Controversial village glamping site bid thrown out due to likely noise disturbance
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A controversial bid for a luxury camping site has been thrown out because it would be too noisy for nearby villagers.
South Norfolk Council's development management committee also ruled that the proposed 'glamping' site did not have adequate facilities for cars and parking.
The vision to create eight tents on a field near an old agricultural barn caused a row in Wicklewood, where it was proposed, with 29 letters of objection to the plan but 41 letters of support.
In his application, Peter Meacock said the glamping units - designed for two adults and two children - would be 'let so small families can experience our lovely countryside' and 'show their children country life with sheep, hens, pheasants and the other wildlife'.
He also pledged to impose a rule where the site would be quiet in the evenings, so any children present could sleep.
His plans were supported by some in the village near Wymondham, with Albert and Cynthia Mills, of Church Lane, saying: 'We think it would be good for the village to have another small commercial business providing limited employment.
'No doubt the village pub will welcome the potential of some new customers. These points more than outweigh any potential downsides.'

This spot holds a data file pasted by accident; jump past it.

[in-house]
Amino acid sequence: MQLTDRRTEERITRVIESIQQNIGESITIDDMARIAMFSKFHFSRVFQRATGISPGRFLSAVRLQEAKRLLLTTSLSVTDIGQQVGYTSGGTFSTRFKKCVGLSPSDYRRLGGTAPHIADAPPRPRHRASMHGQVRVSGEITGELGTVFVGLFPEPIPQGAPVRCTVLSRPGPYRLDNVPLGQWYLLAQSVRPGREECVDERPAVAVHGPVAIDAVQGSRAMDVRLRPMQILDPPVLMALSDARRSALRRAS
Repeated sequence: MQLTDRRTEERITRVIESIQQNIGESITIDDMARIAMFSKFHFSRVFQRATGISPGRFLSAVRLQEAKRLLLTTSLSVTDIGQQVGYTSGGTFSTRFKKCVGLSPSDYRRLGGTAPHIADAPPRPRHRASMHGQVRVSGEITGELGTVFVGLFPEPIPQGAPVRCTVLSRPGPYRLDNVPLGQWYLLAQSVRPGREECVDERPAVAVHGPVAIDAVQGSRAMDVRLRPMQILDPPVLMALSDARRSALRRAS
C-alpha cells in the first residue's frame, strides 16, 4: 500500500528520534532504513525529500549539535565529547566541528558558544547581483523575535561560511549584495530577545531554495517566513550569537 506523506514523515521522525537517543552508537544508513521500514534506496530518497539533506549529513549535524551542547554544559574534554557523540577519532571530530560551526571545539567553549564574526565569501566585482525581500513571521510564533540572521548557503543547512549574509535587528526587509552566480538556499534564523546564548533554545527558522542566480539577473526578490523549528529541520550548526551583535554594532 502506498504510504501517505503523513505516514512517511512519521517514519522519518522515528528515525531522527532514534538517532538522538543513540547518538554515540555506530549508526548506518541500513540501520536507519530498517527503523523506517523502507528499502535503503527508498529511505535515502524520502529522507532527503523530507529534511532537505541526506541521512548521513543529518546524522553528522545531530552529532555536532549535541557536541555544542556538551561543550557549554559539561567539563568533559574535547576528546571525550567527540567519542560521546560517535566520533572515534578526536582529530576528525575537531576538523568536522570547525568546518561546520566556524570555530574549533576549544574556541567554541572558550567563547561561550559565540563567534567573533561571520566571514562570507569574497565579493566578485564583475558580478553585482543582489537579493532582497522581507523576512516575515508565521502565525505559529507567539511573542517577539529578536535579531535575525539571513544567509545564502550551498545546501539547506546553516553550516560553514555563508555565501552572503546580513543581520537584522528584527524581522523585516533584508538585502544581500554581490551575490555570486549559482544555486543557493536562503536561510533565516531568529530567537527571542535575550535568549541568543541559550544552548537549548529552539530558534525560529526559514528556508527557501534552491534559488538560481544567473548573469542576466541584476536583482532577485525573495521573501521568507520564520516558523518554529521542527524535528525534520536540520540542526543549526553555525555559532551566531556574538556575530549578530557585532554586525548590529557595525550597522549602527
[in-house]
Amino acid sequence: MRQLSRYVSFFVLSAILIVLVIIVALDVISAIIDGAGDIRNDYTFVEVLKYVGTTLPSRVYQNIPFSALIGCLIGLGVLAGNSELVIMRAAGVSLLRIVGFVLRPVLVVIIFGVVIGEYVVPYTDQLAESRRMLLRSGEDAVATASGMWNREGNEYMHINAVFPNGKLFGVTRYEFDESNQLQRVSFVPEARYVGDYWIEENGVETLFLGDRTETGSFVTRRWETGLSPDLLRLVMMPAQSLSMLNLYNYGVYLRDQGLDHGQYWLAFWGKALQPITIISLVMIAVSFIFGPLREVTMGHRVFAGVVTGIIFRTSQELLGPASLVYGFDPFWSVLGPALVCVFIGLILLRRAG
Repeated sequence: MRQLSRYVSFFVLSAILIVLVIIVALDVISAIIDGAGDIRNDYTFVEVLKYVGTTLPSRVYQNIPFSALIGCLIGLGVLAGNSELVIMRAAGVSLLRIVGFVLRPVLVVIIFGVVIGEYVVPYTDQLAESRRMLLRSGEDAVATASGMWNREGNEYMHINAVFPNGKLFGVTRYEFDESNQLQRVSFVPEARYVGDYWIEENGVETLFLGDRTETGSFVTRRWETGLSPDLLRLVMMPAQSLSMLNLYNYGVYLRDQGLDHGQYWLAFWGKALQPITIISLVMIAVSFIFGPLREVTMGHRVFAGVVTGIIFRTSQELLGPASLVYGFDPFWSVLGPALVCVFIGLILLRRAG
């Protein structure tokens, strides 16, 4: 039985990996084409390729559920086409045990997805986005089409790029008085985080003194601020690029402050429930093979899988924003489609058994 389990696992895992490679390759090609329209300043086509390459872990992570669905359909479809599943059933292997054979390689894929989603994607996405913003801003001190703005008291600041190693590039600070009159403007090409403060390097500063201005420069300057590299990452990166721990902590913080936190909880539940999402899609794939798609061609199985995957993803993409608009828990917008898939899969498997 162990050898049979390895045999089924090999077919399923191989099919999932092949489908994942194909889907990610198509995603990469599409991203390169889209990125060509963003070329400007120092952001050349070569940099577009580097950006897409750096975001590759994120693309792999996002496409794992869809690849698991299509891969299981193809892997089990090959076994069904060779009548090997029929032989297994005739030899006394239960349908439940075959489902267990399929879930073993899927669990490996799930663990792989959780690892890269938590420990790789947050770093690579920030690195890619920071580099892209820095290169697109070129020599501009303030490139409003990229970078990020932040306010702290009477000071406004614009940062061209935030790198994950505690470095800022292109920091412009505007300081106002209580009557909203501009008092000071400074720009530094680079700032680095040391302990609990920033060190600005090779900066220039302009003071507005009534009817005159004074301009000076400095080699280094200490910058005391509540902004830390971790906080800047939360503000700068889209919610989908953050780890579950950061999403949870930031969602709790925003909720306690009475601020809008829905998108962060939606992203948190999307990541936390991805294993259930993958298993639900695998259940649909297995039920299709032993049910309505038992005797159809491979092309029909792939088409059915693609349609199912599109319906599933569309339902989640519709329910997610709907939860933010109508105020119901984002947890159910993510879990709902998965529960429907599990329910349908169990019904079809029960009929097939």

But Wicklewood Parish Council said recent functions held on the site had caused 'significant' noise and light pollution for neighbours.
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'The road is totally inadequate to accommodate such volumes of traffic as have been witnessed when functions have been held on this site recently,' it added.
Mr Meacock had planned to hold two charity functions and eight other events during the spring and summer at the site on land near to Church Farm, in Church Lane.
But councillors at the development management committee on Wednesday, December 6 agreed to go along with planning officers' recommendation that the application be refused.
A decision notice said: 'The proposal would generate noise and disturbance through the use of the building for events and traffic generation. The proposal would therefore impact on the residential amenities.
'The application does not incorporate adequate on-site vehicular parking and manoeuvring facilities to the standard required
'The existing access drive is unsatisfactory to serve the proposed development by reason of its inadequate width and lack of passing provision.
'The development proposal (particularly the intended functions) would therefore lead to congestion on the public highway to the detriment of highway safety.
'Inadequate visibility splays are provided at the junction of the access with the county highway and this would cause danger and inconvenience to users of the adjoining public highway.'
Mr Meacock now has six months to appeal the decision to the Planning Inspectorate if he wants to.
Alternatively he can resubmit the application with changes in the hope a future planning committee will reach a different decision.